The first, authored by Paul Taaffe, chairman and CEO of Hill and Knowlton (my alma mater) is a cautionary tale. In it, he laments the PR industry's poor showing in the recent competition. Taaffe worries that, if PR doesn't do a better job of putting our collective best foot forward, we'll lose future opportunities to the more creative and dramatic advertising types.
That's a flawed POV for a number of reasons. First, Paul forgets that ALL ad agency creative directors are frustrated Steven Spielberg wannabes. They create campaigns to win awards, not to sell products (which is one of the reasons why advertising finds itself in such a sorry state, BTW). Second, advertising has been operating in a 'video' medium for years so, naturally, their submissions would run rings around the typical three-ring binder we enter in a Silver Anvil competition. Third, who cares who wins the most awards? Clients want firms who can solve business problems, not win awards.
Paul Holmes weighed in on the Cannes competition as well but, predictably, had a different suggestion. Rather than sweat how many awards we don't win, Holmes suggests the PR industry needs yet another awards program (one that, presumably, would match the glitz and rock star quality of Cannes).
What we don't need right now is yet another awards program, especially when a double dip might be in the offing. Nor does PR need to prove itself the equal of advertising. We've already won that battle.
Instead, organizers of awards programs should focus on making them more equitable. Right now, every competition charges a fixed entry fee. That's wrong. It immediately skews the competition. It enables large agencies with big marketing budgets to submit scores and scores of entries. I recently judged a single category that contained 70 entries. No fewer than 20 were from Weber Shandwick. When I complained, I was asked to excuse myself from the judging.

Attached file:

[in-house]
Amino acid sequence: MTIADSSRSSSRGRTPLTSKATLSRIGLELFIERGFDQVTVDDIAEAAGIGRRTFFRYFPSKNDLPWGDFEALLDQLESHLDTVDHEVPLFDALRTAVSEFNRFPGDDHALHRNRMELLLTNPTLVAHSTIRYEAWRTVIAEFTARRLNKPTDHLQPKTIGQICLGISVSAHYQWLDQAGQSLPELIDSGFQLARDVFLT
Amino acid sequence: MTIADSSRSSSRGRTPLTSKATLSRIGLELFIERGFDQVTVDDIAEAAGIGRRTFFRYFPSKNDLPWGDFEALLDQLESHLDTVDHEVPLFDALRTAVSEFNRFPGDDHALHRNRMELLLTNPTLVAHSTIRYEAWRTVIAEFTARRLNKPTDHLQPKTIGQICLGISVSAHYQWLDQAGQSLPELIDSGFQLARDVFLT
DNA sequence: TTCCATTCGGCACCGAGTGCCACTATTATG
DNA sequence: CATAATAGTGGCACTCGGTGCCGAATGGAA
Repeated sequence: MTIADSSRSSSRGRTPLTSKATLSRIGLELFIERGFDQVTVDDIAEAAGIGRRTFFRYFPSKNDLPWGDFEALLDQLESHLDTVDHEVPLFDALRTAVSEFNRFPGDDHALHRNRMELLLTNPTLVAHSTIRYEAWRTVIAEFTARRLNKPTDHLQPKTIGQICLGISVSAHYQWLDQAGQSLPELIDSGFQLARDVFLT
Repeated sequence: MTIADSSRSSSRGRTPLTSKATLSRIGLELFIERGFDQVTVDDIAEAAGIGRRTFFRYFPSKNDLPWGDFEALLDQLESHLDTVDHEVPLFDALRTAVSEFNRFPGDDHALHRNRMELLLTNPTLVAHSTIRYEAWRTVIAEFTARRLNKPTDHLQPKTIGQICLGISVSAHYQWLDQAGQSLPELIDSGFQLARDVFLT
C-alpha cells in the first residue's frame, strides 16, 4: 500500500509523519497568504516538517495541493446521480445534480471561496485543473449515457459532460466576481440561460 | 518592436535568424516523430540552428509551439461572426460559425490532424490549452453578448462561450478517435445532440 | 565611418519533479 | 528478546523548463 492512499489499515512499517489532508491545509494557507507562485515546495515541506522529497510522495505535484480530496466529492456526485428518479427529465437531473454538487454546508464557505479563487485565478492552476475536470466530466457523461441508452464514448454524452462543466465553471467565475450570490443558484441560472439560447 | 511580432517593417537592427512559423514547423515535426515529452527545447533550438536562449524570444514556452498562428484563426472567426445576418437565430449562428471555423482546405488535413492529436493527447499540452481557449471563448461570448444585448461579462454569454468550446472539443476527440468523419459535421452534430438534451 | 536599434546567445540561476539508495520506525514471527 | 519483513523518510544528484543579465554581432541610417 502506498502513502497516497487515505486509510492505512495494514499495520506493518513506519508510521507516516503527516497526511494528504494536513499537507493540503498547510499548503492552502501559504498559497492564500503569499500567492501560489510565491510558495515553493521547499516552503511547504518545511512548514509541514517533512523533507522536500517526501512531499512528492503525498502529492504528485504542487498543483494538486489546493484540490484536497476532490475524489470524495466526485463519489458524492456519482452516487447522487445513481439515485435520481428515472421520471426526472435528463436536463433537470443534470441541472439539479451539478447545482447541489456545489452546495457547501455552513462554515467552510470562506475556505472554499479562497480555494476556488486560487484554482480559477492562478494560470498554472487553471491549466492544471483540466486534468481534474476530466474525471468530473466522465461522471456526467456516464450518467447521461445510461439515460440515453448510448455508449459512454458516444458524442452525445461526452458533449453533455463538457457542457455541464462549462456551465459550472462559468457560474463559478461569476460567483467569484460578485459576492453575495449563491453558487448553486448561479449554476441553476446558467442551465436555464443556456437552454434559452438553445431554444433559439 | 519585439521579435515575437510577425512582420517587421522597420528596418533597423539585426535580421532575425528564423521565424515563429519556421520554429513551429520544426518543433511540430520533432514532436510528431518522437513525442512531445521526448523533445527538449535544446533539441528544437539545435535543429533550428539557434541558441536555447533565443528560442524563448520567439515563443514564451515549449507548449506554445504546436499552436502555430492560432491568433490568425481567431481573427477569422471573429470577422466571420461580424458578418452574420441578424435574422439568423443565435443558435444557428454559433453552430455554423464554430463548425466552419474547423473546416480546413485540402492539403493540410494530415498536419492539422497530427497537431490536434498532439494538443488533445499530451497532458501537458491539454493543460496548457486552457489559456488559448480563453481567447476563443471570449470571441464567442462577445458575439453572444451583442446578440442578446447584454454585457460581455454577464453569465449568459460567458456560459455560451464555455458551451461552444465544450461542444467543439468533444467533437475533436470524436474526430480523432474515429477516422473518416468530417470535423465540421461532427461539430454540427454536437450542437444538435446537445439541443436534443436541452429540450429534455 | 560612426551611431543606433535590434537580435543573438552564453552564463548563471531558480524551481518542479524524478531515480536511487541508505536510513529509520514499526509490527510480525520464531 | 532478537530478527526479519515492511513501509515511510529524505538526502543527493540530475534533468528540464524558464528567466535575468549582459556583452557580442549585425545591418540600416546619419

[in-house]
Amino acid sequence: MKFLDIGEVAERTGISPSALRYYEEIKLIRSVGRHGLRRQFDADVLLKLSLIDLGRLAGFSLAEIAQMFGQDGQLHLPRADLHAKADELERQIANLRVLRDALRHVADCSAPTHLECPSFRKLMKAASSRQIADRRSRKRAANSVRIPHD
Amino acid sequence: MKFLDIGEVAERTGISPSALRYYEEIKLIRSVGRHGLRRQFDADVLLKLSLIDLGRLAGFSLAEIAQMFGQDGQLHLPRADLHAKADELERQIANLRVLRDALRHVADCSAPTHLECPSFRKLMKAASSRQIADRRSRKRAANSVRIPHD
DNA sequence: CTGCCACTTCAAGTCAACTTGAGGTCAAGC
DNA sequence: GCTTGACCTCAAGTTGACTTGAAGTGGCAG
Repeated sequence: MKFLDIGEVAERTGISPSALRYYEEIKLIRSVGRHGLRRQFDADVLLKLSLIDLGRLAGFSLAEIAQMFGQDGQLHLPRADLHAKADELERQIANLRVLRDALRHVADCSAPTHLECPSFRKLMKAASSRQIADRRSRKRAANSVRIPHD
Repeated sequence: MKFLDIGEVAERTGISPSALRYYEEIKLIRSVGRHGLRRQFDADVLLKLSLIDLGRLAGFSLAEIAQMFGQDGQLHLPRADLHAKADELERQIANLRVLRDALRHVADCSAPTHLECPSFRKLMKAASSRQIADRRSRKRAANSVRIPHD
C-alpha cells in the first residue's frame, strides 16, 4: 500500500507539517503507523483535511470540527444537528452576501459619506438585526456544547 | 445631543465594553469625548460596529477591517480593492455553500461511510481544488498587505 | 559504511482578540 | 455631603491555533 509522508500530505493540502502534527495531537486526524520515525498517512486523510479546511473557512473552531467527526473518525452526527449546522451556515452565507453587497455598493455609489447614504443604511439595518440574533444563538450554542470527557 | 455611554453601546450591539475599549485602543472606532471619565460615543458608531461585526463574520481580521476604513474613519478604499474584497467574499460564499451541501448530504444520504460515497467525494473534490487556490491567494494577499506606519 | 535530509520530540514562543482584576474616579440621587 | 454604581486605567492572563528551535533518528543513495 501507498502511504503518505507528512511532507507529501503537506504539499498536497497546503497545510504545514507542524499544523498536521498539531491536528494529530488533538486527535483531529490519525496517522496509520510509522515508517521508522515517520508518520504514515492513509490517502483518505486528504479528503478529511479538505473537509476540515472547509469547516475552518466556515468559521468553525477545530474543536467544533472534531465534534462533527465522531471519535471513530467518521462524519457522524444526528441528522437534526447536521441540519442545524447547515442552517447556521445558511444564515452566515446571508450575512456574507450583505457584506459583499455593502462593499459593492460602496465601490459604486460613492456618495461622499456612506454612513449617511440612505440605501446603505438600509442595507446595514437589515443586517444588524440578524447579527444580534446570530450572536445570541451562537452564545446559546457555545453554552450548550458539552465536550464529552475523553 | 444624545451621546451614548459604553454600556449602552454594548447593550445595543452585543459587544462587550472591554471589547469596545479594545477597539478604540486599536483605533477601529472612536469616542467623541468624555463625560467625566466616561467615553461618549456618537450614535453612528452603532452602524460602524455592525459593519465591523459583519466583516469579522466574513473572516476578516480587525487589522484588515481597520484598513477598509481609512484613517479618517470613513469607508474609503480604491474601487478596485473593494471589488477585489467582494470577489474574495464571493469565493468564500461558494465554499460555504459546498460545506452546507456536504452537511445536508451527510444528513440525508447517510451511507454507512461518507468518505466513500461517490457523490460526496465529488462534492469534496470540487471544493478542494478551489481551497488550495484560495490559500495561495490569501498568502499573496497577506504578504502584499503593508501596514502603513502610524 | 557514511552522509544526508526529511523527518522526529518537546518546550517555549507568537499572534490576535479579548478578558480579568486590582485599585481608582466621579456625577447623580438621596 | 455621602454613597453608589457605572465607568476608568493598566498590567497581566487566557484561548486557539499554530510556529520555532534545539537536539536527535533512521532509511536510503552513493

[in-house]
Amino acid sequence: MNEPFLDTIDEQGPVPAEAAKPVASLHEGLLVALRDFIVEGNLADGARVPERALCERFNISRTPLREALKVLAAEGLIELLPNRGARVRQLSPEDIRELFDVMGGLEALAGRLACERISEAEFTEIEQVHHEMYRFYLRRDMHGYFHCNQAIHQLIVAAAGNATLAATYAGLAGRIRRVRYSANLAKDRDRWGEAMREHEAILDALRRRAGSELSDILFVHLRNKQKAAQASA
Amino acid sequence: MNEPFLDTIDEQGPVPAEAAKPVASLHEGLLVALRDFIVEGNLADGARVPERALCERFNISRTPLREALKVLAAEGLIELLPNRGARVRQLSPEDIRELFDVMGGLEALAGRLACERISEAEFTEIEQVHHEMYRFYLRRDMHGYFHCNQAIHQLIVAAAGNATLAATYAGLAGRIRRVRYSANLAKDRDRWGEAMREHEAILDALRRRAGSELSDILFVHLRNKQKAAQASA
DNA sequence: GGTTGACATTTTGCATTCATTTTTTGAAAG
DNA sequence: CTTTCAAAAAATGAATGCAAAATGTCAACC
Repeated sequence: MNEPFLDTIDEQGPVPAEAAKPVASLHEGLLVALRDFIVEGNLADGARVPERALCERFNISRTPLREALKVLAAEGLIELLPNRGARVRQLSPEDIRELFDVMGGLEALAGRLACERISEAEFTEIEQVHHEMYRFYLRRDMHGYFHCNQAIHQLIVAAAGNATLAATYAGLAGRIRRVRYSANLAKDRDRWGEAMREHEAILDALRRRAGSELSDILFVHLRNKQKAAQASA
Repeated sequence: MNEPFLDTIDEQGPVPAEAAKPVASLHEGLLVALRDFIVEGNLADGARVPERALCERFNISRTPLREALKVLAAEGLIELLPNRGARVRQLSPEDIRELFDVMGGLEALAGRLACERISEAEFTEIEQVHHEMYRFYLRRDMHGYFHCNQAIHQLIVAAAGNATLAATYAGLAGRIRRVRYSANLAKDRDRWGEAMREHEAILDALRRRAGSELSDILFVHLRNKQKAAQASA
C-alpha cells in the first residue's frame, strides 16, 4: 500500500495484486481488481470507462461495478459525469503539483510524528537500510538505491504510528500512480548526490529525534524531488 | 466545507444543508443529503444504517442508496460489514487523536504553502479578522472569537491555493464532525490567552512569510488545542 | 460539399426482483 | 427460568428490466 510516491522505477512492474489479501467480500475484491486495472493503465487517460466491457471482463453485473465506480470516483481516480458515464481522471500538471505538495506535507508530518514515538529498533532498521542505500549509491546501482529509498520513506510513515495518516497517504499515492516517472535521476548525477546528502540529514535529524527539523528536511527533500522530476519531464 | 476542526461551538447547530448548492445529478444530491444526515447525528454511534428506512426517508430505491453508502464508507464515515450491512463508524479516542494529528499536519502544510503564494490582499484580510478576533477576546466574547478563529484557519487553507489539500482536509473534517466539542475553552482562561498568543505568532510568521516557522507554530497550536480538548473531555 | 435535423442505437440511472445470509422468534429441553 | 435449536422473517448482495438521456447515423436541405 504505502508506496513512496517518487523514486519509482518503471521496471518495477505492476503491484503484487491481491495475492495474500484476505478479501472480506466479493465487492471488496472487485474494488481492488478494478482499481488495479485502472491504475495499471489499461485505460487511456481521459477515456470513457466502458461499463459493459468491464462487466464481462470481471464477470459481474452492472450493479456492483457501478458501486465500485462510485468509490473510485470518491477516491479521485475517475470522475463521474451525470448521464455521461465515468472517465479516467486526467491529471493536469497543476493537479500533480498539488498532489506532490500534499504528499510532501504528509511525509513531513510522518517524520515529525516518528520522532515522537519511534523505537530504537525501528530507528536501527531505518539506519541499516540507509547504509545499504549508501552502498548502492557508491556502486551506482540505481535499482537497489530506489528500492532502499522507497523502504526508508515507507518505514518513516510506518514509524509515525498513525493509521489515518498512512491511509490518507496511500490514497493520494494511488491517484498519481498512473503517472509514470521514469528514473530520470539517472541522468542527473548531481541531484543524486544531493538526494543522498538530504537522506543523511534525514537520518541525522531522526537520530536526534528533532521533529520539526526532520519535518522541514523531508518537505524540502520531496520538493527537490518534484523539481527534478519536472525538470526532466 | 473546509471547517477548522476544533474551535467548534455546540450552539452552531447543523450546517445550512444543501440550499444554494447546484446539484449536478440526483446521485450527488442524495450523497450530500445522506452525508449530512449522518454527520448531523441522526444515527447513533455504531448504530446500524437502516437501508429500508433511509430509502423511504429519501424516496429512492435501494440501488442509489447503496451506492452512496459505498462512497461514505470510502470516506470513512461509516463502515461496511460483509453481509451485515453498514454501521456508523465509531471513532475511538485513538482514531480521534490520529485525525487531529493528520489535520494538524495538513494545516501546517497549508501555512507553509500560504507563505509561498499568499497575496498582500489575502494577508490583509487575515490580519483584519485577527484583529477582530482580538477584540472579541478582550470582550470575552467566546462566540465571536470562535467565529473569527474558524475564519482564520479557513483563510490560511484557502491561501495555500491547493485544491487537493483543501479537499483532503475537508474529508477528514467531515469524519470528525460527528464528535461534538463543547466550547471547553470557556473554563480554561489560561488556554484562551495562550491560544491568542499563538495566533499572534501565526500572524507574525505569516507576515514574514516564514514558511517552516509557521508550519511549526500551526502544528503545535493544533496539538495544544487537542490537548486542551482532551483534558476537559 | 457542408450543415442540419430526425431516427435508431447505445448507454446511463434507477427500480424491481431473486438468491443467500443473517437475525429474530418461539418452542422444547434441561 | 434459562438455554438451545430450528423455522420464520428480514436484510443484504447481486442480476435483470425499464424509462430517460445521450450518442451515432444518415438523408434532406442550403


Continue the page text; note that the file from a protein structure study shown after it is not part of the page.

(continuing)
Instead of fretting about besting our advertising brethren or convening yet another high-profile, high cost awards shindig we should, instead, be leveling the playing field. I'd like to see the two Pauls and their peers at the largest agencies and PR media properties put their heads together and figure out a tiered pricing solution for awards programs. Sure, Ketchum may not win another 117 Silver Anvils (which it proudly proclaims is more than any other PR firm in an ad), but wouldn't it be great to see lots more entries from small, emerging contenders?
It's high time our industry's power brokers paid attention to a real inequity. As Paul Holmes asks at the end of his blog, "If not us, who? If not now, when?”